Social media is a tool. Last month I said social media is infrastructure, and I have compared Twitter to the new e-mail or a parallel Internet. Because of this, enterprising folks are finding ways to leverage these new tools for practically every facet of business, not just for social media marketing, or daily minutiae, but for rallying the community to support charity. I've talked a lot about the #BlameDrewsCancer phenomenon, featuring my good friend Drew Olanoff, but as we learned today at the Blog World Expo this morning, he is not alone in his efforts to leverage social media communities to take on cancer and other causes. The panelists all agreed it takes effort, persistence and consistency, making an abstract illness personal, real and tangible.
Drew has been relatively lucky in his challenge with cancer. His battle with stage 3 Hodgkins Lymphoma is very possibly nearing its conclusion, with 10 chemo treatments out of 12 behind him, and positive feedback from his doctors. But not everybody has a happy ending. Jay Scott, father of Alex from "Alex's Lemonade Stand", told us about how his daughter passed away at the tender age of 8 1/2 after fighting with cancer her whole life, and devoting her efforts to raise money the only way she knew how - selling lemonade on the family's front lawn. Jay and his team have rallied to continue her cause and make it into a movement that has inspired hundreds of thousands.
The tools that Jay, Drew and others have used to punch cancer in the mouth are the same tools we all use. Drew said, "It's not rocket science, it's word of mouth. If you have a passion, be passionate about it and use the tools in front of you." But he added it takes a ton of effort. He said, "It's not Field of Dreams here. You have to go after people and be aggressive. Whatever got your attention, I don't care what it is, I got your attention. All these tools are is platforms for people."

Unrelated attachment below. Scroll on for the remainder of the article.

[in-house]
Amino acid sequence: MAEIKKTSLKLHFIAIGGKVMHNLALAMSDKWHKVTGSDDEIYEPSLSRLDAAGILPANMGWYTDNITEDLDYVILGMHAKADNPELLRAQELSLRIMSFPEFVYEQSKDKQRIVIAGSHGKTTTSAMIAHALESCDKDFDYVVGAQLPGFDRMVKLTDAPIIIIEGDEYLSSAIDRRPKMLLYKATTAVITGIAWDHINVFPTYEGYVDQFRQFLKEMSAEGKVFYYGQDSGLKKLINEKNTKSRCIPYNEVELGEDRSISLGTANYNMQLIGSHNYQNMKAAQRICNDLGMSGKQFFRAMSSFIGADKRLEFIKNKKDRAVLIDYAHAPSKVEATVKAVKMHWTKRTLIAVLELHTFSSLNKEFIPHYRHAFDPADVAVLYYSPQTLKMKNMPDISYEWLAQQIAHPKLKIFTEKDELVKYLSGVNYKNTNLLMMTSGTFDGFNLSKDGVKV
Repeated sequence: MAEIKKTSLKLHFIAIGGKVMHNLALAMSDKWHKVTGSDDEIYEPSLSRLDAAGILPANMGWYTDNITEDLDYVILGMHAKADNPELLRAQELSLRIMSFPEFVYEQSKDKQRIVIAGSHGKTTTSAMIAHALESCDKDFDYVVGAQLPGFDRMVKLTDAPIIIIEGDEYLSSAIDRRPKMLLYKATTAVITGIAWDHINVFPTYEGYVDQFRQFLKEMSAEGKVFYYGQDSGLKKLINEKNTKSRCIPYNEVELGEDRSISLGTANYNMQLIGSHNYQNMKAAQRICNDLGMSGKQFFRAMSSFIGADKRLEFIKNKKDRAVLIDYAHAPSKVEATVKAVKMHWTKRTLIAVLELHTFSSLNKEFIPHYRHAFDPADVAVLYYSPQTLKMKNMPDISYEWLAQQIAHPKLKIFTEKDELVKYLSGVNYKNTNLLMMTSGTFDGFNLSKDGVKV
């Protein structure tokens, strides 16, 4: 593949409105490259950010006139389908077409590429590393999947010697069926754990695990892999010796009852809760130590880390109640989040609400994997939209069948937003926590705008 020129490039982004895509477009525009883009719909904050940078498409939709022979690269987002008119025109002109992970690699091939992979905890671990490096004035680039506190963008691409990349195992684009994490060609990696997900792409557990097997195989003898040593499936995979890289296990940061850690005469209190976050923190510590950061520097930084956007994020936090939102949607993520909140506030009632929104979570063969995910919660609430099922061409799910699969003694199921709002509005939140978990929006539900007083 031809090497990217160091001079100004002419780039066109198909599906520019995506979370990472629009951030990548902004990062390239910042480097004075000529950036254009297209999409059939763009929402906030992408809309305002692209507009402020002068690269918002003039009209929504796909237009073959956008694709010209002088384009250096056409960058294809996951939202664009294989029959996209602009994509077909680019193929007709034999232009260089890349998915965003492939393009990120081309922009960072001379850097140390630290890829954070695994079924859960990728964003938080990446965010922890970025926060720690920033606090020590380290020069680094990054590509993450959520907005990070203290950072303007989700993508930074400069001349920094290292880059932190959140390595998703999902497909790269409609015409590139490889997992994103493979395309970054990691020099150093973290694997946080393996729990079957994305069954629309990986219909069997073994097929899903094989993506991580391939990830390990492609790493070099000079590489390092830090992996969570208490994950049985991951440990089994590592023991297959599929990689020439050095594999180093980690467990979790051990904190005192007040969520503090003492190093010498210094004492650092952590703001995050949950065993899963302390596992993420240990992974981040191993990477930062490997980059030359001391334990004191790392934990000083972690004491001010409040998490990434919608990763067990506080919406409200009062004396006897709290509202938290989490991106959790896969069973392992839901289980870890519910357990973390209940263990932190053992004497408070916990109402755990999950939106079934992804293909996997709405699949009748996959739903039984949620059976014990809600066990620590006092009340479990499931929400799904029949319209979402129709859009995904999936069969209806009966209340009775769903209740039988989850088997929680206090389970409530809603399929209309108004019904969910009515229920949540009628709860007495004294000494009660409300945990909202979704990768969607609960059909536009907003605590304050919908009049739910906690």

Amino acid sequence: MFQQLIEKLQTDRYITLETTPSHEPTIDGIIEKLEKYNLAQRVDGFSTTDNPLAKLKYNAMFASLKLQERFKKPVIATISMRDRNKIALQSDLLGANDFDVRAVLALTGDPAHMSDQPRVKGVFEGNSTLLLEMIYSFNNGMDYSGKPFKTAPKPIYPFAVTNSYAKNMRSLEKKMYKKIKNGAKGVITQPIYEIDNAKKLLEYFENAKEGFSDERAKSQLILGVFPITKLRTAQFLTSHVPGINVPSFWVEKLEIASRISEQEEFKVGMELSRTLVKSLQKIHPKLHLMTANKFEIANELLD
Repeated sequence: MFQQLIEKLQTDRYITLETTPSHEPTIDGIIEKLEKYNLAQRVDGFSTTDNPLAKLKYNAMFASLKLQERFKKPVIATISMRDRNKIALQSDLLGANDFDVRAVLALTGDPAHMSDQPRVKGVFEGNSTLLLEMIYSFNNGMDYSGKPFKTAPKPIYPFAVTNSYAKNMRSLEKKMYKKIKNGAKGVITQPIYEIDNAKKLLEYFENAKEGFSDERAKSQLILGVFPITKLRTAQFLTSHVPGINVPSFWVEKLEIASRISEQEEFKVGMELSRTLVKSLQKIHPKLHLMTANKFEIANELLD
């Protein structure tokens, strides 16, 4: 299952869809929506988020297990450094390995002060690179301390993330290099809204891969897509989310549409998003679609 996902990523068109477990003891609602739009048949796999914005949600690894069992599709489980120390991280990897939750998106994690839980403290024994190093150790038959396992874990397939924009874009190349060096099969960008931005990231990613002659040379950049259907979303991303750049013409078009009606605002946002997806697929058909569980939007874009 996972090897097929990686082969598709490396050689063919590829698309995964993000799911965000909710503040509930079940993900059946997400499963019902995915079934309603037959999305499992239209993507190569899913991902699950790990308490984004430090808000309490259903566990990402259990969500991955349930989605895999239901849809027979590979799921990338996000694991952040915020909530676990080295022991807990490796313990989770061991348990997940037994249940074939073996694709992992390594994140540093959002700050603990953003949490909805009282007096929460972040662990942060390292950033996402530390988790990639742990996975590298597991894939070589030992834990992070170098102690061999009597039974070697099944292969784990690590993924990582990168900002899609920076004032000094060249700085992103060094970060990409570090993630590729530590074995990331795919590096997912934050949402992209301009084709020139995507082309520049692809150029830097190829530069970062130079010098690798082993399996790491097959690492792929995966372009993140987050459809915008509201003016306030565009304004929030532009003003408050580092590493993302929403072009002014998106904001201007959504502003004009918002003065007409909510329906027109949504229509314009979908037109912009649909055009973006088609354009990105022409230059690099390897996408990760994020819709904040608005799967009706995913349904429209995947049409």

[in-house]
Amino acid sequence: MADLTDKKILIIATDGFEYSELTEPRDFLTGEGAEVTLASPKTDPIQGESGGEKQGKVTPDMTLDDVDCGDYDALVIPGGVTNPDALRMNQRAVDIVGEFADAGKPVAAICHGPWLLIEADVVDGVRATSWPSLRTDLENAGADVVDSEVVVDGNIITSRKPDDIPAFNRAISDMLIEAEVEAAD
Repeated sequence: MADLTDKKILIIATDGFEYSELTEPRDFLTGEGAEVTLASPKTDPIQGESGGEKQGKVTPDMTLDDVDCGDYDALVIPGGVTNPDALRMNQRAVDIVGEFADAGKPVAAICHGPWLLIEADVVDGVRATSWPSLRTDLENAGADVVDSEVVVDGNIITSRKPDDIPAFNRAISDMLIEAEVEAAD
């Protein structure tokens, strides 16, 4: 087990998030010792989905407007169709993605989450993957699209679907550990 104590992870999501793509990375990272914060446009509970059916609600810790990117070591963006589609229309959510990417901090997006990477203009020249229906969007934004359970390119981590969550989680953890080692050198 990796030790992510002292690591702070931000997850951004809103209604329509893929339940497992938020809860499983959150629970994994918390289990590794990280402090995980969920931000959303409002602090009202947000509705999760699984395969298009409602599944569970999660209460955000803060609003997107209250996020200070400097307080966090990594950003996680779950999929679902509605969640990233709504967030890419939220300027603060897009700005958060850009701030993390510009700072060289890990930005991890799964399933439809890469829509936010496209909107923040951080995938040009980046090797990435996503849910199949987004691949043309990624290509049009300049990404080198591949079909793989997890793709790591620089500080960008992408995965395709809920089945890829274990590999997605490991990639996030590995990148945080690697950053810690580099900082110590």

Meaghan Edelstein, who battled cervical cancer and won, said the main push from social networks is in the name itself: social. She said, "You have to get people excited. People are on social networks because they want to do something, so give them something to do."
But as you can imagine, fighting a faceless killer and rallying people to a cause is not as simple as setting up a Twitter account and Facebook page and watching the activity roll in. It takes serious work that is genuine and personal.
Meaghan said to "be authentic" and be a real person with real messages, and recognize that the smallest blog or least-followed Twitter account is just as important to embrace as the household names. "You are not too good for anybody else, and you have to remember that," she said. "You have to thank them and participate. That's what makes things authentic and social. If you don't have these things, you have to get out of the arena."
But all the effort in the world won't make a difference if the story doesn't sell.
Jay said "you have to have a good message, and if it is powerful, people will tell their friends about it," adding, "I can't believe how powerful retweets are. It helps if people have a million followers, but it also helps from those people who have ten followers."
When cancer took on Alex Scott, and took her away from the world much too soon, it may have been a short-term win for cancer at huge expense to her family and us all, but it turned out to be a massive mistake on cancer's part, because the cause has lived on and Alex has become a symbol for rallying for a good cause. Each of the day's panelists made it clear that their battle with cancer had gotten personal and their community has come to their aid.
Find out more about the causes:
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